Credit crisis in spotlight as parliamentary inquiry reports on causes

A parliamentary inquiry team will today publish its report into the causes of the 2008 and 2009 credit crisis, which led to the nationalisation of ABN Amro bank.

The team, led by Socialist MP Jan de Wit, heard evidence from dozens of bankers, economists and politicians last year in an effort to find out if the government had reacted properly to the crisis by bailing out financial institutions.
The report will be the second produced by the De Wit committee. The first damning report, published in May 2010, focused on the Dutch financial sector itself and stated banks and other institutions ‘took unacceptable risks, and lost sight of the public interest.’
Key questions
The NRC says the inquiry team will answer a number of key questions.
Firstly, did the government pay too much when it took over ABN Amro for €16.8bn in October 2008? And although that was the official price, the actual cost was nearer €30bn, the paper says.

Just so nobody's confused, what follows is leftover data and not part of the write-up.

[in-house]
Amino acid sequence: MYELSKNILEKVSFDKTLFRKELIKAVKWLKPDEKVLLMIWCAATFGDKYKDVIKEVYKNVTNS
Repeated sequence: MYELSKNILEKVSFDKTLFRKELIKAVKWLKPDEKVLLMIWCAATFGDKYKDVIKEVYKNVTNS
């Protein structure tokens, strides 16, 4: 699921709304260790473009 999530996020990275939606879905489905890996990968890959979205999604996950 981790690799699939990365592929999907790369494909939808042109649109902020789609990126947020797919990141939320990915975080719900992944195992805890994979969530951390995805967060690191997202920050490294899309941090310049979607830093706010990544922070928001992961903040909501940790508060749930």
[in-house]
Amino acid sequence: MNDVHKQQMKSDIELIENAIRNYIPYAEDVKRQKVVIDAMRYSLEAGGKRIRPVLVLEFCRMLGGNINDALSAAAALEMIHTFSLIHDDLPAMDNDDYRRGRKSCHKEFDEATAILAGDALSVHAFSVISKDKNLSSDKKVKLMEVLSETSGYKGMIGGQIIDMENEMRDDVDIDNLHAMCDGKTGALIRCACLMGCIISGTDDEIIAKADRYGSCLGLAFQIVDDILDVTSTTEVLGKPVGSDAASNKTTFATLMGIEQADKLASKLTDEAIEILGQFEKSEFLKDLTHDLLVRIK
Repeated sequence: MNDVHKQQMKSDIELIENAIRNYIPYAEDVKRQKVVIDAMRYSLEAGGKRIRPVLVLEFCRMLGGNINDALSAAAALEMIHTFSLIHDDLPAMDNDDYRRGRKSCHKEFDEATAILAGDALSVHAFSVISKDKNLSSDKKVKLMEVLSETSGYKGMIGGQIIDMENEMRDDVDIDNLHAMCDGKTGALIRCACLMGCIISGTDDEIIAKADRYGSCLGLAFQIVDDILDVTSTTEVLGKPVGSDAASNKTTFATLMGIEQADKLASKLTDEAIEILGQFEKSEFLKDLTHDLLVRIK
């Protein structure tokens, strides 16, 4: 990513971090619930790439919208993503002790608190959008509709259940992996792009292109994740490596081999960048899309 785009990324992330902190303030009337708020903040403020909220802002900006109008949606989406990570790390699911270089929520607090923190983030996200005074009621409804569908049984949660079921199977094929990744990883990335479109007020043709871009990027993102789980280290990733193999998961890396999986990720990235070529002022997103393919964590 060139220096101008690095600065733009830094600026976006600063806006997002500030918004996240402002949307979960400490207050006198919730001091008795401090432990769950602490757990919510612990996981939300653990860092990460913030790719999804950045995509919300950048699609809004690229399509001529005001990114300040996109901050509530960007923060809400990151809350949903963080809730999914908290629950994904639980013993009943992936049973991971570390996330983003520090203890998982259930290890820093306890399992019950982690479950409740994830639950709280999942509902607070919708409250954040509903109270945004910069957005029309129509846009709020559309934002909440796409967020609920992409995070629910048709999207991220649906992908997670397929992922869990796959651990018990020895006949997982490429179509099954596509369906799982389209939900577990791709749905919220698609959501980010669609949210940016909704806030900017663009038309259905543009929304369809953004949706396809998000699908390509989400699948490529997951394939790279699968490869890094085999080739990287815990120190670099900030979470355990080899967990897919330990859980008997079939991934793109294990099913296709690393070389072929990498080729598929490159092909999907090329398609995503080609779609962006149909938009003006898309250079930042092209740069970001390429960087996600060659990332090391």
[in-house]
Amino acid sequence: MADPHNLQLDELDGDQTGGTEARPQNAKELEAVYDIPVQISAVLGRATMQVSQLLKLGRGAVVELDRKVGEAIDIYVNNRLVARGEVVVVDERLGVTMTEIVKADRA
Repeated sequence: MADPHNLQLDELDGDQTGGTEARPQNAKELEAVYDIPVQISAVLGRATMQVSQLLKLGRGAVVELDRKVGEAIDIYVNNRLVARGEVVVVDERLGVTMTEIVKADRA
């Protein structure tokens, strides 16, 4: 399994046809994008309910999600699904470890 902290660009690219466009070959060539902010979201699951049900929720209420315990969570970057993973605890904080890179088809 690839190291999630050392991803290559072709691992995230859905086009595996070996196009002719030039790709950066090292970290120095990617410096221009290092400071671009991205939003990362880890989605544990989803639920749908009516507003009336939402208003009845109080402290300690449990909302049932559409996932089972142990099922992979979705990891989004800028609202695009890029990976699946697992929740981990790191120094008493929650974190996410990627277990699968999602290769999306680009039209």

Secondly, the inquiry will state whether ministers at the time kept parliament properly informed during the banking crisis. In particular, the €22bn guarantee given to ING to cover its risky US mortgage portfolio was approved without any consultation with parliament, the paper points out.
Other questions the report will set out to answer involve the performance of the Dutch central bank, which has been criticised for its slow reaction to the crisis.

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